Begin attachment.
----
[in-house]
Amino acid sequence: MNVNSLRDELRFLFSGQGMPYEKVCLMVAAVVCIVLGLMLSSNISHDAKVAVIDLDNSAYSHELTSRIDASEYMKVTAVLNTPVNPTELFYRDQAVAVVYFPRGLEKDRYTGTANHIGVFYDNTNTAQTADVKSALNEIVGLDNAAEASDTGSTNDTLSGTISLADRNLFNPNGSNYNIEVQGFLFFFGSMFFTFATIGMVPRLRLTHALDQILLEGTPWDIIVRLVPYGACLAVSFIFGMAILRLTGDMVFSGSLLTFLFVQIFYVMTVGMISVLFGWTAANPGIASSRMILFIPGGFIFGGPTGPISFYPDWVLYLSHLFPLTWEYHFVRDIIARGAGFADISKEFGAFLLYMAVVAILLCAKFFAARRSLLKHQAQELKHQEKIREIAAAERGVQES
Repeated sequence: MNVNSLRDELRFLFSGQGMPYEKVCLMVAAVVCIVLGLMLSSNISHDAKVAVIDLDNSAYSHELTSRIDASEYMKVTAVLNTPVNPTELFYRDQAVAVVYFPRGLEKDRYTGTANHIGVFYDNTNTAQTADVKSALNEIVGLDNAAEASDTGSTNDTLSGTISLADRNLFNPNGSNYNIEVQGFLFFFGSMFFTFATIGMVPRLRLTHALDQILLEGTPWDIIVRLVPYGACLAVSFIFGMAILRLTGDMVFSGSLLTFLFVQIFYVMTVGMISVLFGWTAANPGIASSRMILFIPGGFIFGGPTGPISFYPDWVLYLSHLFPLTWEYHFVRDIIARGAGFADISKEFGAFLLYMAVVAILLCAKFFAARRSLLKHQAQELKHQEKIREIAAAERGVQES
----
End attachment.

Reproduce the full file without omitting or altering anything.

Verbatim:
[in-house]
Amino acid sequence: MNVNSLRDELRFLFSGQGMPYEKVCLMVAAVVCIVLGLMLSSNISHDAKVAVIDLDNSAYSHELTSRIDASEYMKVTAVLNTPVNPTELFYRDQAVAVVYFPRGLEKDRYTGTANHIGVFYDNTNTAQTADVKSALNEIVGLDNAAEASDTGSTNDTLSGTISLADRNLFNPNGSNYNIEVQGFLFFFGSMFFTFATIGMVPRLRLTHALDQILLEGTPWDIIVRLVPYGACLAVSFIFGMAILRLTGDMVFSGSLLTFLFVQIFYVMTVGMISVLFGWTAANPGIASSRMILFIPGGFIFGGPTGPISFYPDWVLYLSHLFPLTWEYHFVRDIIARGAGFADISKEFGAFLLYMAVVAILLCAKFFAARRSLLKHQAQELKHQEKIREIAAAERGVQES
Repeated sequence: MNVNSLRDELRFLFSGQGMPYEKVCLMVAAVVCIVLGLMLSSNISHDAKVAVIDLDNSAYSHELTSRIDASEYMKVTAVLNTPVNPTELFYRDQAVAVVYFPRGLEKDRYTGTANHIGVFYDNTNTAQTADVKSALNEIVGLDNAAEASDTGSTNDTLSGTISLADRNLFNPNGSNYNIEVQGFLFFFGSMFFTFATIGMVPRLRLTHALDQILLEGTPWDIIVRLVPYGACLAVSFIFGMAILRLTGDMVFSGSLLTFLFVQIFYVMTVGMISVLFGWTAANPGIASSRMILFIPGGFIFGGPTGPISFYPDWVLYLSHLFPLTWEYHFVRDIIARGAGFADISKEFGAFLLYMAVVAILLCAKFFAARRSLLKHQAQELKHQEKIREIAAAERGVQES